Defining the Terms of Harassment
By Joan Biskupic
CHICAGO Kimberly Ellerth was 23, fresh out of college and recently married, when she landed a prized marketing job with Burlington Industries in its Chicago office. But eventually her dream job became unbearable, she said, after a boss began making sexual advances toward her.
The supervisor would accompany Ellerth on business trips, and once in a hotel lounge, after ogling her body, he allegedly said, "You know, Kim, I could make your life very hard or very easy at Burlington."
Later, in a telephone conversation, he reportedly said, "I don't have time for you right now, Kim, unless you tell me what you're wearing." Shorter skirts would help, she remembers him saying. Another time, he allegedly rubbed her knee and said she was not "loose enough for him."
Ellerth did not submit to his propositions and lost neither her job nor a promotion as a result. But after about a year, when the boss supposedly refused to authorize a project of hers and asked in a telephone call, "Are you wearing shorter skirts yet?" Ellerth quit.
She began thinking, "This isn't fair. This isn't right." So she sued Burlington for sexual harassment and triggered a chain of events that has now given the Supreme Court one of its most important and topical cases of the term. How the issue is decided could affect Paula Jones's appeal of her sexual harassment suit against President Clinton.
The question is whether a worker has a legitimate sexual harassment case if she neither submitted to the boss nor suffered any tangible detriment because she said no.
Lawyers in the field say circumstances like this where the threat of punishment is never carried out are common in the nation's workplaces. But in many courts, if a woman is claiming what is known as "quid pro quo" sexual harassment in which a job benefit or loss depended on whether she submitted to the boss she must show that she suffered a hardship for refusing to succumb.
If the Supreme Court rules that workers can bring a case when a retaliatory threat goes unfulfilled, many more victims would be able to sue their employers. Right now, several lower courts require proof of tangible consequences. During oral arguments this week, the justices will weigh whether there can be a quid pro quo case if there is no "quo," that is, the woman did not suffer any definite job detriment.
Jones, like Ellerth, contends that when a boss implicitly threatens some job consequence, his advances are illegal. The quid pro quo allegation is just one part of Jones's multifaceted complaint against President Clinton, and the judge in the case said that even under the most lenient standard, Jones's case could not go forward. But if the Supreme Court rules in a way that redefines the terms of harassment, it could complicate and further prolong Jones's case against Clinton.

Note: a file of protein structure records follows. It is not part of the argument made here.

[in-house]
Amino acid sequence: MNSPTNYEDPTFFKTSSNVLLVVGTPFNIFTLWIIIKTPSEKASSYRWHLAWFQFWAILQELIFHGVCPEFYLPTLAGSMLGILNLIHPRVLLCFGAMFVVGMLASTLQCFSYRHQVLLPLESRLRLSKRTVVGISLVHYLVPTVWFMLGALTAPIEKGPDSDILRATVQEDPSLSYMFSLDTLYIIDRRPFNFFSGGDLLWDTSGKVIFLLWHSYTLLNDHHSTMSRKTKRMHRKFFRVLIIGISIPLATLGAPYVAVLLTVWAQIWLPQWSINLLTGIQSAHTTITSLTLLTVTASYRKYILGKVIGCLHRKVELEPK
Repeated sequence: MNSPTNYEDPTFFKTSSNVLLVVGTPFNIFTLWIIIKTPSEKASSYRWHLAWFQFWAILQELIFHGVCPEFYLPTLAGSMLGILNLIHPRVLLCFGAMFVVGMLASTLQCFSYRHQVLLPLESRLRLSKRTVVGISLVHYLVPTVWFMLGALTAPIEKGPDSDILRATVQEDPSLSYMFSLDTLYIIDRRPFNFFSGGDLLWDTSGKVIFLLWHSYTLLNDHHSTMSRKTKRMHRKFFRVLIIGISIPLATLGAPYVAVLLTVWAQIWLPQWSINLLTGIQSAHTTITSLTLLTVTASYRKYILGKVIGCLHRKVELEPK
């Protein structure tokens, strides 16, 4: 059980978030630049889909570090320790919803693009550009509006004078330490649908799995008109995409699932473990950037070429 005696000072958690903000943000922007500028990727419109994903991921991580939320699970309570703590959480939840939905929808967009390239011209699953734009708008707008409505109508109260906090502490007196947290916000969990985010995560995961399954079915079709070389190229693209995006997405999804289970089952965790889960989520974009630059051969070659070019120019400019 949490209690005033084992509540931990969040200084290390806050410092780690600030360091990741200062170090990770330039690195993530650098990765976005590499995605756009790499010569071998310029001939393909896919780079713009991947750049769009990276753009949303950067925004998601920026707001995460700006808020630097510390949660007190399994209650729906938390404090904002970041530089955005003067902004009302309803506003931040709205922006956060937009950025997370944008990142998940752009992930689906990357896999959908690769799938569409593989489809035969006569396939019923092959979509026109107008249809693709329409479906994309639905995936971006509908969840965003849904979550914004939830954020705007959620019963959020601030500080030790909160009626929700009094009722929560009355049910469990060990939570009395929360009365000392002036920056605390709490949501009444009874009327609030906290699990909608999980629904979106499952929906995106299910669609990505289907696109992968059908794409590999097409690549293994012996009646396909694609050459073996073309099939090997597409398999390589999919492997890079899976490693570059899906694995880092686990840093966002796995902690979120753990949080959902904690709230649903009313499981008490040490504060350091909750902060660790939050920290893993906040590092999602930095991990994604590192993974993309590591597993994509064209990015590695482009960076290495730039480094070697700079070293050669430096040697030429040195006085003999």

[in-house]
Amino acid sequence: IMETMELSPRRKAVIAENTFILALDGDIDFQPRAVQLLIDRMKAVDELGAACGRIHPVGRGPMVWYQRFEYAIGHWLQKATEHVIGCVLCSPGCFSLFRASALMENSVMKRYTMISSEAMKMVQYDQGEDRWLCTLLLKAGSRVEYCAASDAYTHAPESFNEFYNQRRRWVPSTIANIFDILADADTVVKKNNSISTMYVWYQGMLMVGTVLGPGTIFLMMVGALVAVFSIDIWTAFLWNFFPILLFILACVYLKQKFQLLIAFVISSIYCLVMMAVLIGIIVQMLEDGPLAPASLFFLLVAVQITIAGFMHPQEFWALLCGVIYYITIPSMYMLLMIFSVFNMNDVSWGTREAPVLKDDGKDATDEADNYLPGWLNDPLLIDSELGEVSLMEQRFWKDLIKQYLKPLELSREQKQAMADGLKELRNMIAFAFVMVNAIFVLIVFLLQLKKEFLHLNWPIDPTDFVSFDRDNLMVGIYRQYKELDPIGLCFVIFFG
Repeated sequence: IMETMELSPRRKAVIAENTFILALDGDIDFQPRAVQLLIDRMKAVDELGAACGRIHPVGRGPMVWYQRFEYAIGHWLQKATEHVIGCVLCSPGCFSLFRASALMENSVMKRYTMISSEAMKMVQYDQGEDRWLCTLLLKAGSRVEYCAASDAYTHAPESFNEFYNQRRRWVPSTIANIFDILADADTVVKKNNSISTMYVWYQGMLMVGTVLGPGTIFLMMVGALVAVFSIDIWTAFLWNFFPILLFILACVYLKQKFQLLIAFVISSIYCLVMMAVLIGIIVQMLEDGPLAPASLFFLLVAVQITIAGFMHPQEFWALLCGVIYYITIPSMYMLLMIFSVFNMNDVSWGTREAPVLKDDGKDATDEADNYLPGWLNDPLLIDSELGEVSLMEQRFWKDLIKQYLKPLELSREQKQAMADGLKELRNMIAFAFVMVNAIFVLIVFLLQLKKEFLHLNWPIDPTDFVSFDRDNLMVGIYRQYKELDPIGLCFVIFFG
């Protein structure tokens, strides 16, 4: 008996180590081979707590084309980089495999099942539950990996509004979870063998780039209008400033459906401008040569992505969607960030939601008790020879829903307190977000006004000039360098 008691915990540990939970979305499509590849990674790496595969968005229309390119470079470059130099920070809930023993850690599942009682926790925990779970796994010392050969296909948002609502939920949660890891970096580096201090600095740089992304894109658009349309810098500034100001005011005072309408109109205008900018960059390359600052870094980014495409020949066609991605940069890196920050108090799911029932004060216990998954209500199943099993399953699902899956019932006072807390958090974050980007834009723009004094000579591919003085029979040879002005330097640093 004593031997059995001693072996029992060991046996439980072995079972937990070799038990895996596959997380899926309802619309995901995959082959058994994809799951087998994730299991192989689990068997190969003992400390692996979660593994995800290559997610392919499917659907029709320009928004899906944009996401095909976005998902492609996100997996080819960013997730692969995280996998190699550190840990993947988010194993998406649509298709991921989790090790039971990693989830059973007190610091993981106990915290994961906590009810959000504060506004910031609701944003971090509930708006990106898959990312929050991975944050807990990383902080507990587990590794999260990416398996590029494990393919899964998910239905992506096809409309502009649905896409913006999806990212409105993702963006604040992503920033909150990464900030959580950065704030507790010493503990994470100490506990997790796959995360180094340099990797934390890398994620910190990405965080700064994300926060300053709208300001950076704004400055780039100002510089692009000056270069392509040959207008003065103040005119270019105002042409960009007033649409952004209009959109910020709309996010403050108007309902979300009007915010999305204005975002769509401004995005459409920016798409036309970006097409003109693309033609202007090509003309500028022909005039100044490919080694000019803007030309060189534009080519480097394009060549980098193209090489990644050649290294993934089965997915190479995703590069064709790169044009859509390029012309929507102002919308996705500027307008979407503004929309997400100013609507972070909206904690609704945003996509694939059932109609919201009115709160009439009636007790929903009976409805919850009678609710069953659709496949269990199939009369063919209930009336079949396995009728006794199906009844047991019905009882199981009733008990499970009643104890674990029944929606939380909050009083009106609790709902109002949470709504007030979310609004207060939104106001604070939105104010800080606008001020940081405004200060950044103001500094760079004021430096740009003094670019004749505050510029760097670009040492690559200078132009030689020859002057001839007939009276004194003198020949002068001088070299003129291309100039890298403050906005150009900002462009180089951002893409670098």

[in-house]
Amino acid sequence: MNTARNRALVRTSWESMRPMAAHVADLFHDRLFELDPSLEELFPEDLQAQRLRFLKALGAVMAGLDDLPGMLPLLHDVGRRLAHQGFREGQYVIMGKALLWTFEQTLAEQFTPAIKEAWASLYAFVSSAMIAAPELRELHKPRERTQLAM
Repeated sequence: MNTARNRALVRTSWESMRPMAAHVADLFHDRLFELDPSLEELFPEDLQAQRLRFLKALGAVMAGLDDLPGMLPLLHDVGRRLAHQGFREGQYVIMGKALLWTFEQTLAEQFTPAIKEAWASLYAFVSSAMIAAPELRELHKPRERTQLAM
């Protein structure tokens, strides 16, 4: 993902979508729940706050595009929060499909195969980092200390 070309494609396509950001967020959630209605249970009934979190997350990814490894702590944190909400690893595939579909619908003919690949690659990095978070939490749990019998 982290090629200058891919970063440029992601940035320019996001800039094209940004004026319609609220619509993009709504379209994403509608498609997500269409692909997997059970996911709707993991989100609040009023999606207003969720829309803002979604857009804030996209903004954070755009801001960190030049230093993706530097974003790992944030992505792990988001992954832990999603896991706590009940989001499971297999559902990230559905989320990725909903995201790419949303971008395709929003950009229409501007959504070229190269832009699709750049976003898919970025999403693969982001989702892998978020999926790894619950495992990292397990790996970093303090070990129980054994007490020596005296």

Burlington Industries, where Ellerth worked from March 1993 to May 1994, said it should take more than a threat to make companies financially responsible for a supervisor's abusive talk or conduct. When there's no actual firing, demotion or definitive job action, Burlington lawyer James Casey contends, employers have no way of knowing that a supervisor is conditioning some job benefit on his sexual demands.
Lower courts are split on the question, and employers and employees with significant stakes are watching how the Supreme Court resolves the conflict. The 7th U.S. Circuit Court of Appeals said Ellerth had a case based on the serious threat of job harm, rejecting the theory that an economic or tangible injury must be shown.
The case before the high court is Burlington's appeal of that decision last August that employers may be strictly liable under Title VII of the Civil Rights Act of 1964 even if the worker neither succumbed to a boss's advances nor suffered any adverse job consequences as a result.
In making its argument, the company points to a 1995 case from the D.C. Circuit Court of Appeals that said, "It takes more than saber-rattling alone to impose quid pro quo liability on the employer; the supervisor must have . . . [subjected] the victim to adverse job consequences as a result of her refusal to submit."
Casey, the company's lawyer, defines a "tangible" job loss as "anything that rises to the level of something that would affect one's career."